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By: Claude E Duchon and Robert Hale
This book provides an accessible overview of this notoriously difficult subject. Clearly structured throughout, the authors develop sufficient theoretical foundation to understand the basis for applying various analytical methods to a time series and show clearly how to interpret the results. Taking a unique approach to the subject, the authors use a combination of theory and application to real data sets to enhance student understanding throughout the book.
This book is written for those students that have a data set in the form of a time series and are confronted with the problem of how to analyse this data. Each chapter covers the various methods that can be used to carry out this analysis with coverage of the necessary theory and its application. In the theoretical section topics covered include; the mathematical origin of spectrum windows, leakage of variance and understanding spectrum windows. The applications section includes real data sets for students to analyse. Scalar variables are used for ease of understanding for example air temperatures, wind speed and precipitation.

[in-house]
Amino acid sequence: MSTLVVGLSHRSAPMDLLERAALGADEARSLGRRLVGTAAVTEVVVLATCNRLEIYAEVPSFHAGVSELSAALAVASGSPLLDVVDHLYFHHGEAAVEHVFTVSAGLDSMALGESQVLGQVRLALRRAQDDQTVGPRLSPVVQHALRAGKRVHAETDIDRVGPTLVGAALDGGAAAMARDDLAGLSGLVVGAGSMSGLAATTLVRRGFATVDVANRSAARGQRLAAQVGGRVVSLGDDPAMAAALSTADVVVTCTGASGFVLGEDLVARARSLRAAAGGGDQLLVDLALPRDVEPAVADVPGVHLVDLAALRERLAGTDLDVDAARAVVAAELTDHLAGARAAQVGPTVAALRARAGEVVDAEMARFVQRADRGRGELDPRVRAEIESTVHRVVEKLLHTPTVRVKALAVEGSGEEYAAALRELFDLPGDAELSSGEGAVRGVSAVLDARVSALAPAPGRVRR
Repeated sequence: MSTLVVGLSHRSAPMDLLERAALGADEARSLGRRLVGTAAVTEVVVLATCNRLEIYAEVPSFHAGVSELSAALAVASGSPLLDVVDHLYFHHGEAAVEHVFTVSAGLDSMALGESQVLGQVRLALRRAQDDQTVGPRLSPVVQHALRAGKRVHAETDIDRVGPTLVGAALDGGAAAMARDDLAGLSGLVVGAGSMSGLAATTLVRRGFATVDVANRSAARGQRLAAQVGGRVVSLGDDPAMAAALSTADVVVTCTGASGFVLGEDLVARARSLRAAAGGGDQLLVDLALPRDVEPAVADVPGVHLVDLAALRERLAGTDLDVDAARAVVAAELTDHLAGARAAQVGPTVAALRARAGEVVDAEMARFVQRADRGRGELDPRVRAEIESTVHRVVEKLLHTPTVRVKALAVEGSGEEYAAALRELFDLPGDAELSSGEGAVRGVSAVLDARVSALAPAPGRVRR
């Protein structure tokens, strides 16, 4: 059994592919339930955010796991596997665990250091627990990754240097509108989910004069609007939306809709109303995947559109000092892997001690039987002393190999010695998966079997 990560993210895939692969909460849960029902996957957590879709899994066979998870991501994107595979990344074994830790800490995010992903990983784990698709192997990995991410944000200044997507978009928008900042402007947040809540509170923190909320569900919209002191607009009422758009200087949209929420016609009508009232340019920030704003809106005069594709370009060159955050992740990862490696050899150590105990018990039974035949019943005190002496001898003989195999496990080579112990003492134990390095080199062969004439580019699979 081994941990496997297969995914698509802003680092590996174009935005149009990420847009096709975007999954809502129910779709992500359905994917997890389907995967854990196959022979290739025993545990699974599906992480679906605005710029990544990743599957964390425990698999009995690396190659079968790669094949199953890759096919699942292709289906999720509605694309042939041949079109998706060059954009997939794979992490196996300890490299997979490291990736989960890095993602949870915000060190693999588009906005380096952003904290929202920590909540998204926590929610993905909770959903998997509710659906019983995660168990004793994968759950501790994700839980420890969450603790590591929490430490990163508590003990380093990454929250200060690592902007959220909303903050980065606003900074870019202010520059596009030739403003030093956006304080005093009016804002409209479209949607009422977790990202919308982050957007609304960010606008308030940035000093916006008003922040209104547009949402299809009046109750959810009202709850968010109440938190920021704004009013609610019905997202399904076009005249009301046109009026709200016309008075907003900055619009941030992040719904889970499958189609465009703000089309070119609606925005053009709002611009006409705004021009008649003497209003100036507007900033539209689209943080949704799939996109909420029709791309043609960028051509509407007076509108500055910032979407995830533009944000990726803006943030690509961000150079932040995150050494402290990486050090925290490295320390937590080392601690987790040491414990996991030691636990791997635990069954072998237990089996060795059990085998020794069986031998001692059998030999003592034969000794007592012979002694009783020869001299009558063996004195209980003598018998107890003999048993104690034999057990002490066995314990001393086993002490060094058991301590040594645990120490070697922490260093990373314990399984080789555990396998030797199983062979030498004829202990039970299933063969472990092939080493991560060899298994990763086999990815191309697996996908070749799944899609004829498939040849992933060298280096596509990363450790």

Students are encouraged to write their own computer programmes and data sets are provided to enable them to recognize quickly whether their programme is working correctly- one data set is provided with artificial data and the other with real data where the students are required to physically interpret the results of their periodgram analysis.
Based on the acclaimed and long standing course at the University of Oklahoma, the book is distinct in its approach to the subject matter in that it is written specifically for readers in meteorology and climatology and uses a mix of theory and application to real data sets.
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